Save the rainforest, eat GMOs

BY LENORE SKENAZY

It all began when a neighbor of filmmaker Scott Hamilton Kennedy sent a text asking if she could borrow some organic milk.

Kennedy texted back, “You can borrow some milk, but I don’t have organic.”

The friend politely declined, which set Kennedy to thinking. His family drank conventional milk. Did that make him a dad who didn’t care about his kids’ safety, or the environment?

That would be odd, since he was nominated for an Oscar for his film about a community garden blooming in South Central Los Angeles, So it’s not like he didn’t care about food, or farming, or bettering the world.

It was fortuitous, then, that just as he was processing these ideas about how organic produce had become almost like a secret handshake among his “well-educated and well-intentioned” friends — something they all shared, and trusted — he was approached by the Institute of Food Technologists, a group of 18,000 food scientists. They wanted him to make a movie celebrating their 75th anniversary.

The idea was to somehow illustrate the intersection of food and science. Eventually Kennedy and his fellow producer, Trace Sheehan, a Brooklynite, decided to delve into a single issue: GMOs, or genetically modified organisms. That is, plants where a geneticist has taken DNA from one organism and inserted it another to make a food easier to grow, or healthier, or hardier.

Many folks, like Kennedy’s organic-only neighbor, consider GMOs “Frankenfood.” The Daily Show’s Jon Stewart called G-M-O the three scariest letters in the English language. With emotions running so high, Kennedy made sure he and Sheehan would have complete control over the movie. And then they started wading into the debate.

What they found was a war.

“People were losing their minds on both sides and I didn’t know that much about it,” said Kennedy. But as he began interviewing scientists, he realized one thing quickly. There’s a huge disconnect between the science world, which overwhelmingly believes that GMOs are safe, and the public, which does not.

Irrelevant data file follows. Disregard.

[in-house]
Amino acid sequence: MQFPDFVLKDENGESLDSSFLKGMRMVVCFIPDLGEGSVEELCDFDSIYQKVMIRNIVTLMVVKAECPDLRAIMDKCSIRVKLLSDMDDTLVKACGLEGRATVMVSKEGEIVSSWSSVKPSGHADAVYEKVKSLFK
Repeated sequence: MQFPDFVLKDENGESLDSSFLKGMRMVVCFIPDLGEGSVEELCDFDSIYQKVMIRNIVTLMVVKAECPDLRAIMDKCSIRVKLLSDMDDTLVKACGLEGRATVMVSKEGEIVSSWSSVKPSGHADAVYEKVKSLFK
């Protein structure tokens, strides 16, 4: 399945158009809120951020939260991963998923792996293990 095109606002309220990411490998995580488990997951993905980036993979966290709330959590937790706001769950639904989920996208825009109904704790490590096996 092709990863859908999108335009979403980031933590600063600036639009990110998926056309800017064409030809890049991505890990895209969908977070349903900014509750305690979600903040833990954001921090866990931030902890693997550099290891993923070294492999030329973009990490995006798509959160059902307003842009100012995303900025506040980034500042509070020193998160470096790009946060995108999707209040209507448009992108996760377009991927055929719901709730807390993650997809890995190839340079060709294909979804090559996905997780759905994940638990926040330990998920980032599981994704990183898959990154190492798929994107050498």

Part of the reason is that GMOs have become a sort of a placeholder for a lot of other issues the public has with food.

“I feel like so many people who are skeptical of [GMOs] sort of lump together a hodgepodge of arguments as if it’s one monolithic entity,” said Sheehan in a phone interview. There are the people who think we’re growing too much corn, and the people who hate the company Monsanto (ignoring that farmers choose to buy the results of Monsanto’s research). There are the people who want sustainable agriculture but don’t take into account the fact that organic farming can sometimes require more land or water than GMOs, and some GMOs can reduce the amount of pesticides non-organic farmers need to use.

To see the debate in action, Kennedy’s crew flew to Uganda where the banana crop is dying due to a rotting disease. A genetically modified banana plant is being developed by public-sector scientists there, and the farmers are desperate to start growing it. In the movie, we meet a mom and her children who all survive on the banana crop grown on her small farm. When the trees die, we grimly understand, so will her kids.

The tree-saving modification has nothing to do with profit, America, or big agriculture. It is simply a scientific advance.

“We’ve been screening our film a while, and we ask before and after the film, ‘Who has concern about the safety of GMOs?’ And we see time and again, [the film] is changing minds,” said Sheehan. “No one says the farmers in Africa shouldn’t have the right to grow that genetically modified banana.”

And no one thinks it is going to hurt them, or should be shunned in favor of organic bananas.

And now that audiences agree that there’s at least one beneficial use of genetic modification, said Sheehan, “that’s a new place to start the conversation from.”

Neil deGrasse Tyson narrates the film, “Food Evolution,” and having such a prominent scientist on board underscores the filmmakers’ message. When people ask Kennedy, “Are you really pro-GMO?’” he responds: “I am pro-science.”

After the movie, I tried having a pro-science conversation myself. My husband and I saw the film in Manhattan. There were precisely four people in the theater. As we were leaving, I saw two young men going up the stairs and said, “Wasn’t that amazing? wThe GMO movie.”

“We didn’t see that! GMOs are terrible! Monsanto! Cancer! Only organic…”

So I quickly mentioned just one fact I’d learned from the film: If we want to have enough food to feed the 30 billion people soon to inhabit the planet and we only grow organically, we’ll have to chop down the rain forest to turn it into farmland — “but if we grow GMO crops that need less space and less water, the rain forest is safe.”

That started a conversation.

Skenazy is founder of Free-Range Kids, and author of “Has the World Gone Skenazy?”

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